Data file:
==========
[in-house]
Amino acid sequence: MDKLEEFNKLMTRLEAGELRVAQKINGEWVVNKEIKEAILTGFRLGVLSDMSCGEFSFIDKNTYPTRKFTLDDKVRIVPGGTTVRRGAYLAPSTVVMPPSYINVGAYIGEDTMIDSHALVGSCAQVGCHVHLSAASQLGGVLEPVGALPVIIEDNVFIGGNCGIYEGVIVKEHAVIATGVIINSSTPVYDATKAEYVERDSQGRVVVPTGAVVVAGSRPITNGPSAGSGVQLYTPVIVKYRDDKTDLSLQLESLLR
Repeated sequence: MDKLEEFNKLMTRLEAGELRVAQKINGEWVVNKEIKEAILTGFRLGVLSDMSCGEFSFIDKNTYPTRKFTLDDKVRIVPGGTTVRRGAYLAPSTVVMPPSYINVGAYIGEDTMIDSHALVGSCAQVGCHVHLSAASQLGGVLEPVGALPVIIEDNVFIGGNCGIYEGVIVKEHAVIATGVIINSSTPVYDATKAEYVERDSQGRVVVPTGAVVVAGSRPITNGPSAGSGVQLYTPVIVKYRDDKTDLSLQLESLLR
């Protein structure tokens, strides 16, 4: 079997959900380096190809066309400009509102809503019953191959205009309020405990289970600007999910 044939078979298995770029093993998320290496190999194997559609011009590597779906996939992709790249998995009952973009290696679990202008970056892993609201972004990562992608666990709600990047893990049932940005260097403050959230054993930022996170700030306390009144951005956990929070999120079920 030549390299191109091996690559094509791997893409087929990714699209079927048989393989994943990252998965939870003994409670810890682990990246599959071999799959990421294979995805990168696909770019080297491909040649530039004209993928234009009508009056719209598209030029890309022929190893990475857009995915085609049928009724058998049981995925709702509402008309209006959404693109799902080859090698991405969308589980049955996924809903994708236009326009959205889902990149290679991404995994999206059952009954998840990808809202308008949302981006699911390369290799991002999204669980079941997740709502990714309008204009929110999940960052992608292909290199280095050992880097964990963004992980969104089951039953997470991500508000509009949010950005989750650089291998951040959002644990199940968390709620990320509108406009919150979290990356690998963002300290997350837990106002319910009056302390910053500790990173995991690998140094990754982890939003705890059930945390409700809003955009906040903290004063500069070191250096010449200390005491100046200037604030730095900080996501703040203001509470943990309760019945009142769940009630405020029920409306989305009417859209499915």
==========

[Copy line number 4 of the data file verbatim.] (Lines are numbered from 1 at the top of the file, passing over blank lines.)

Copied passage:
């Protein structure tokens, strides 16, 4: 079997959900380096190809066309400009509102809503019953191959205009309020405990289970600007999910 044939078979298995770029093993998320290496190999194997559609011009590597779906996939992709790249998995009952973009290696679990202008970056892993609201972004990562992608666990709600990047893990049932940005260097403050959230054993930022996170700030306390009144951005956990929070999120079920 030549390299191109091996690559094509791997893409087929990714699209079927048989393989994943990252998965939870003994409670810890682990990246599959071999799959990421294979995805990168696909770019080297491909040649530039004209993928234009009508009056719209598209030029890309022929190893990475857009995915085609049928009724058998049981995925709702509402008309209006959404693109799902080859090698991405969308589980049955996924809903994708236009326009959205889902990149290679991404995994999206059952009954998840990808809202308008949302981006699911390369290799991002999204669980079941997740709502990714309008204009929110999940960052992608292909290199280095050992880097964990963004992980969104089951039953997470991500508000509009949010950005989750650089291998951040959002644990199940968390709620990320509108406009919150979290990356690998963002300290997350837990106002319910009056302390910053500790990173995991690998140094990754982890939003705890059930945390409700809003955009906040903290004063500069070191250096010449200390005491100046200037604030730095900080996501703040203001509470943990309760019945009142769940009630405020029920409306989305009417859209499915």